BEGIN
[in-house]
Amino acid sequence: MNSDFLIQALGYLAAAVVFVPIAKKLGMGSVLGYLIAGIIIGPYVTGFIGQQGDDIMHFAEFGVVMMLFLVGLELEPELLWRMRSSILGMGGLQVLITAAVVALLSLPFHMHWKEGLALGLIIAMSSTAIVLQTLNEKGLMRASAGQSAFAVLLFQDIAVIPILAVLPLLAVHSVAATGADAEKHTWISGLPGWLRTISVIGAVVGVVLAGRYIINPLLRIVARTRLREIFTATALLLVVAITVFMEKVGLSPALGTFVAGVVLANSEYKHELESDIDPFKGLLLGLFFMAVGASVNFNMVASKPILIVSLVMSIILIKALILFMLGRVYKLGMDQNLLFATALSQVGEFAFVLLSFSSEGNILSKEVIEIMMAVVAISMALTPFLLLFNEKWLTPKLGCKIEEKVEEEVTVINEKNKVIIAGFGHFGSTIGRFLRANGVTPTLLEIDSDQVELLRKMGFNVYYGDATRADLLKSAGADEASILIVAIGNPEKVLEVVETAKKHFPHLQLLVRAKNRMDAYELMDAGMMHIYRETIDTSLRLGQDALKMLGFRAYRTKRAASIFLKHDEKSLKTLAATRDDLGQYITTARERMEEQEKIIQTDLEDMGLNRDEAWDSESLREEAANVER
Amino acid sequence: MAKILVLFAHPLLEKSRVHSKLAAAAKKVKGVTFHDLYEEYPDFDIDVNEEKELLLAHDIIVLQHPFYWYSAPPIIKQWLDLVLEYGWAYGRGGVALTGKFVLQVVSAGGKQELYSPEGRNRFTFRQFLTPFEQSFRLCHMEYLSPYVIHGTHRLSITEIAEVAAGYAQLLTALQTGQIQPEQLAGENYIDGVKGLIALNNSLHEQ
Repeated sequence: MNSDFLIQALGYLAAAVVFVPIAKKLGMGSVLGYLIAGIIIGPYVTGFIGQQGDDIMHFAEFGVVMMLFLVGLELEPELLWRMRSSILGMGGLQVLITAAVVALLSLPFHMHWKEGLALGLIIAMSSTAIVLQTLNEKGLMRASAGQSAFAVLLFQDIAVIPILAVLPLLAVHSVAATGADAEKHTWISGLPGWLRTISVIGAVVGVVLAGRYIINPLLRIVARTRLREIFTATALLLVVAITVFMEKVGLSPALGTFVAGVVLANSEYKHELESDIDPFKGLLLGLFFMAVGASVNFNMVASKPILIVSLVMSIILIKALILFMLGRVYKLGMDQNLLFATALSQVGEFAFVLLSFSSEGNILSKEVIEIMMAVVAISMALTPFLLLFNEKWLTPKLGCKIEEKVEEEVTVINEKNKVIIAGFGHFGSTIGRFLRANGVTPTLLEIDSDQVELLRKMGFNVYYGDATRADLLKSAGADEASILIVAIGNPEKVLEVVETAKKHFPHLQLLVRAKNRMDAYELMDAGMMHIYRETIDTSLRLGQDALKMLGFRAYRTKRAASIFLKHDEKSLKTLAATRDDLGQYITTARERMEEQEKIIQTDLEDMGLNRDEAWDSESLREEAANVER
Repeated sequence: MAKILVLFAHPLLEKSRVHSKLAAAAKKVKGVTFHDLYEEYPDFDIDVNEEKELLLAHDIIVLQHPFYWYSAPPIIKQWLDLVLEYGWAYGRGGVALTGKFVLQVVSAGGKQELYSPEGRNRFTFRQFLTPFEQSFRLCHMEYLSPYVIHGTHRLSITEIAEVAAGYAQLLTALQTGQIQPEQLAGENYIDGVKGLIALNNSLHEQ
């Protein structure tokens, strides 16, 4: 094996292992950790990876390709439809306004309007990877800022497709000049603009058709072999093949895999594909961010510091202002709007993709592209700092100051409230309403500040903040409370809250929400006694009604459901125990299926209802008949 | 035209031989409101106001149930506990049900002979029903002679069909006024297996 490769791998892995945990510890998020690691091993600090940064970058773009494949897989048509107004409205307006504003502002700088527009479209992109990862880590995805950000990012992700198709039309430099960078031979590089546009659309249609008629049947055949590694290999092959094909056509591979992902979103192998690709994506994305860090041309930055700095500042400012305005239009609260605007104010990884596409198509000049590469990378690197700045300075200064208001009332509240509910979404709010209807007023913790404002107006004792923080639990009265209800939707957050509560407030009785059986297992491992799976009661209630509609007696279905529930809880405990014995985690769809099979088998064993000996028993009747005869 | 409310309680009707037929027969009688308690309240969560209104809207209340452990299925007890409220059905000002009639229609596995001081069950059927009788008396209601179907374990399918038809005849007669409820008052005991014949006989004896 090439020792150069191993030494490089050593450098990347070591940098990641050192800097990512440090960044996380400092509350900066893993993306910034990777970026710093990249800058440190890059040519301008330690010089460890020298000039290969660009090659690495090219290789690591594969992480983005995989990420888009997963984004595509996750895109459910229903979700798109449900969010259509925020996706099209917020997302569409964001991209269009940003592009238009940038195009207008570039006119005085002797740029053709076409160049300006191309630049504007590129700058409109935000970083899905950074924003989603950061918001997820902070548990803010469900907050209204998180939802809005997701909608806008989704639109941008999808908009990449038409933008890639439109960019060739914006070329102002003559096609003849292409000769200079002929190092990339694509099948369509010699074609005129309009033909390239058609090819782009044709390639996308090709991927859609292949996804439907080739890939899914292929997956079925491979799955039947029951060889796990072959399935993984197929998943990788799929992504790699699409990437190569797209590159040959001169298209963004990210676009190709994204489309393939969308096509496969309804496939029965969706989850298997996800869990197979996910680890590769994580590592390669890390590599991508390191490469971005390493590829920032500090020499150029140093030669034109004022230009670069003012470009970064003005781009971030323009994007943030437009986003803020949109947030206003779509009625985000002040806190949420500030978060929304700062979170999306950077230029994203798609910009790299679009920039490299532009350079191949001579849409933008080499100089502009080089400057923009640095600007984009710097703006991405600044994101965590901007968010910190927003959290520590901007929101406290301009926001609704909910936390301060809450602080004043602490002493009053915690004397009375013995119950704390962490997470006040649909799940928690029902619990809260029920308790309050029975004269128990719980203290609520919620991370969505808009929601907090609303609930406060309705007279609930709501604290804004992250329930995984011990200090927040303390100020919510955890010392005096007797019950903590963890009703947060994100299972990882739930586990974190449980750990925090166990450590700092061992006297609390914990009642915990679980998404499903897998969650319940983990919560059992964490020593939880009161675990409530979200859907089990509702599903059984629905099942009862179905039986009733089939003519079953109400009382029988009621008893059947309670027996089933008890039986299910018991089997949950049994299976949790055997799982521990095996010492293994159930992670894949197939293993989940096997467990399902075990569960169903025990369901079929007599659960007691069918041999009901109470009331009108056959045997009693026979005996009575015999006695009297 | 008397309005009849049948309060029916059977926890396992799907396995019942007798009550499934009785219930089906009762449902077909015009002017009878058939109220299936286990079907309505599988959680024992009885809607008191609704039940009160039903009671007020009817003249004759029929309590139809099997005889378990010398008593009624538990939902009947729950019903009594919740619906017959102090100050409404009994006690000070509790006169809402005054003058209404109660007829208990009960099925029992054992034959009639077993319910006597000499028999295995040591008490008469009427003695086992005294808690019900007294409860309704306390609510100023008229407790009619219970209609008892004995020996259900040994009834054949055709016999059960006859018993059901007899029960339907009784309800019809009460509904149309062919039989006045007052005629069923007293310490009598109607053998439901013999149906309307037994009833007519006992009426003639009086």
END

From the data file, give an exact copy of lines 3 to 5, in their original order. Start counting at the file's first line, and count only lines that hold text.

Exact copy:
Amino acid sequence: MAKILVLFAHPLLEKSRVHSKLAAAAKKVKGVTFHDLYEEYPDFDIDVNEEKELLLAHDIIVLQHPFYWYSAPPIIKQWLDLVLEYGWAYGRGGVALTGKFVLQVVSAGGKQELYSPEGRNRFTFRQFLTPFEQSFRLCHMEYLSPYVIHGTHRLSITEIAEVAAGYAQLLTALQTGQIQPEQLAGENYIDGVKGLIALNNSLHEQ
Repeated sequence: MNSDFLIQALGYLAAAVVFVPIAKKLGMGSVLGYLIAGIIIGPYVTGFIGQQGDDIMHFAEFGVVMMLFLVGLELEPELLWRMRSSILGMGGLQVLITAAVVALLSLPFHMHWKEGLALGLIIAMSSTAIVLQTLNEKGLMRASAGQSAFAVLLFQDIAVIPILAVLPLLAVHSVAATGADAEKHTWISGLPGWLRTISVIGAVVGVVLAGRYIINPLLRIVARTRLREIFTATALLLVVAITVFMEKVGLSPALGTFVAGVVLANSEYKHELESDIDPFKGLLLGLFFMAVGASVNFNMVASKPILIVSLVMSIILIKALILFMLGRVYKLGMDQNLLFATALSQVGEFAFVLLSFSSEGNILSKEVIEIMMAVVAISMALTPFLLLFNEKWLTPKLGCKIEEKVEEEVTVINEKNKVIIAGFGHFGSTIGRFLRANGVTPTLLEIDSDQVELLRKMGFNVYYGDATRADLLKSAGADEASILIVAIGNPEKVLEVVETAKKHFPHLQLLVRAKNRMDAYELMDAGMMHIYRETIDTSLRLGQDALKMLGFRAYRTKRAASIFLKHDEKSLKTLAATRDDLGQYITTARERMEEQEKIIQTDLEDMGLNRDEAWDSESLREEAANVER
Repeated sequence: MAKILVLFAHPLLEKSRVHSKLAAAAKKVKGVTFHDLYEEYPDFDIDVNEEKELLLAHDIIVLQHPFYWYSAPPIIKQWLDLVLEYGWAYGRGGVALTGKFVLQVVSAGGKQELYSPEGRNRFTFRQFLTPFEQSFRLCHMEYLSPYVIHGTHRLSITEIAEVAAGYAQLLTALQTGQIQPEQLAGENYIDGVKGLIALNNSLHEQ